That said, and thankfully, the book’s priest-protagonist lacks some of the silliness of the man upon whom he is based. (In one installment of Bell’s show, a caller claimed to be a vampire, which Martin accepted as the basis for an extended and nonconfrontational conversation in which the priest stated that he was familiar with the vampire school the caller attended.) Serafian is rather a more sober and reliable guide through the events of Cloud, in which he plays a role in a papal conclave, seeks to further understand and counteract the threat of the  Lucifer particles, and tries to prevent the destruction of the artilect population by global leaders who blame them for a dramatic and frightening event that took place at the end of the previous book. Through these efforts, he begins to realize the full importance of the camps at Xinjiang, where he must travel to finally put all the pieces together. It is there, too, that he must make the story’s crucial decision—one that leaves the reader conflicted. To be sure, this new installment is a more challenging read than the preceding one. This is both because it delves deeper into both scientific and philosophical questions about consciousness, belief, and human value in repeated, extended conversations, but also because it is simply a darker and more brutal story.

A Cloud of Unknowing borrows its name from a mystical treatise from the 14th century that focused on the unknowability of God and the manner in which this unknowing allows the faithful to grow closer to Him—an approach that Yuval Noah Harari or Ralph Channing would certainly reject outright. But other characters in Gillsmith’s book struggle mightily with the appropriate extent of knowing, and the positions they take have eternal consequences.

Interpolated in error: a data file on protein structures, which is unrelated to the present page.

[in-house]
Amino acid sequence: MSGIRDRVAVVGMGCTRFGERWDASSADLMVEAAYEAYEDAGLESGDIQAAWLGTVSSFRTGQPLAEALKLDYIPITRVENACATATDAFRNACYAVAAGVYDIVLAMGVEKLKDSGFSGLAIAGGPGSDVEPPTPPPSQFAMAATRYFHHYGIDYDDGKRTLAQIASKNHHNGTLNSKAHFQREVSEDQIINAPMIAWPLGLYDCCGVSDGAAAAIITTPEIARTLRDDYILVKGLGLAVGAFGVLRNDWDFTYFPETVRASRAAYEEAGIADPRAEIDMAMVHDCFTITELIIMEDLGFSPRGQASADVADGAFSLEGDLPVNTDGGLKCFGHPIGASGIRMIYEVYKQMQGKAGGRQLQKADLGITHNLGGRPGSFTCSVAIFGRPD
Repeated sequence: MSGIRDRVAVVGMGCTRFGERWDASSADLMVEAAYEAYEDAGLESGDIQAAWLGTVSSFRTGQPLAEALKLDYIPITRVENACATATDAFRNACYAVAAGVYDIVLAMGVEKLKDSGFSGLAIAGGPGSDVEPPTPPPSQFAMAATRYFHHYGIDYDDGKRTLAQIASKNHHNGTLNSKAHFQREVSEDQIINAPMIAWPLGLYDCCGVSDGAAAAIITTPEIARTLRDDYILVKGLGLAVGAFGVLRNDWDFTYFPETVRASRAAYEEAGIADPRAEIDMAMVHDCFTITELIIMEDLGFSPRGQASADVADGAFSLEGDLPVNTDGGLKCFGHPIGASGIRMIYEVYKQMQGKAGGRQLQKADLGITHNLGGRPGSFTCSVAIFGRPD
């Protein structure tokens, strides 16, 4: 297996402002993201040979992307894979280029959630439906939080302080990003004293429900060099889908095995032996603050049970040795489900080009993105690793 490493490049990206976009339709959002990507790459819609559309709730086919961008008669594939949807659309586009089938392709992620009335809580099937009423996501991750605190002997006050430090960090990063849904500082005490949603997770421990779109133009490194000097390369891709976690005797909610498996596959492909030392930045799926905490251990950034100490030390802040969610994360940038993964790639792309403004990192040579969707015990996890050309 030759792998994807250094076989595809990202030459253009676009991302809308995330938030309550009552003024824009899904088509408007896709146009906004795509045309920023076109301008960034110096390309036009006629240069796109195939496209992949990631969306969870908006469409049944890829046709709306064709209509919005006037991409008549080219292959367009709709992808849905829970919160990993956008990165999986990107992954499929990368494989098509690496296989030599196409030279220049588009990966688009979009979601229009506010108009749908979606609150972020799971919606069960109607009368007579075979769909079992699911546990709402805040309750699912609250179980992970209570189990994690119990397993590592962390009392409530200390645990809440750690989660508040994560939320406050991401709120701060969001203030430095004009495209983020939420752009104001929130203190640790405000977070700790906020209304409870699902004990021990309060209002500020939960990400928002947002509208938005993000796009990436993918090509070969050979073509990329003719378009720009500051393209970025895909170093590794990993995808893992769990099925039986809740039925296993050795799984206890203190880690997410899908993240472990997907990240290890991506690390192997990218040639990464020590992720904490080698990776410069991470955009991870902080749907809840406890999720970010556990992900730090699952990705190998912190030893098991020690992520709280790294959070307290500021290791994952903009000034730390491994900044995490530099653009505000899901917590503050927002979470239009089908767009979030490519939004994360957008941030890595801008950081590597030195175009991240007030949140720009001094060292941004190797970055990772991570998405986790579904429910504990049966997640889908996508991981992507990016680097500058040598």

Gabriel Serafian stands firm in his view on the subject, leading him to a stunning act of sacrifice that feels necessary but unheroic even to himself. Sacrifice itself is a major theme in the story, and three separate characters make some version of the statement that “the universe requires sacrifice. It always has, and it always will, because the universe is sacramental.” It’s a statement that was likewise made multiple times in Our Lady of the Artilects, in which its implications were both far less severe and more satisfying. In Cloud, the author seems to be challenging the reader to consider which sacrifices are worthy and who can choose what is sacrificed and when. To this point, it is telling that the book mentions the story of Abraham and Isaac more than once, and that the statement about sacrifice being needed because of the sacramental nature of the universe is made by actors on opposite sides of the moral spectrum.

Of course, those who hold a sacramental worldview acknowledge that the sacraments themselves entail more than sacrifice: they also impart grace. Transformative, sanctifying, and actual graces abound in the world and are appreciated and longed for, by definition, by any person who believes in sacraments at all. One can in fact say that a sacramental universe is defined by grace, by the real working of God using the materials and humans of His creation. It seems likely that there will be a third book in this series (and readers should look forward to it). Perhaps it will have a place for the grace as well as the sacrifice that make the universe sacramental.

Kevin Duffy

Kevin Duffy is an American writer living in Spain.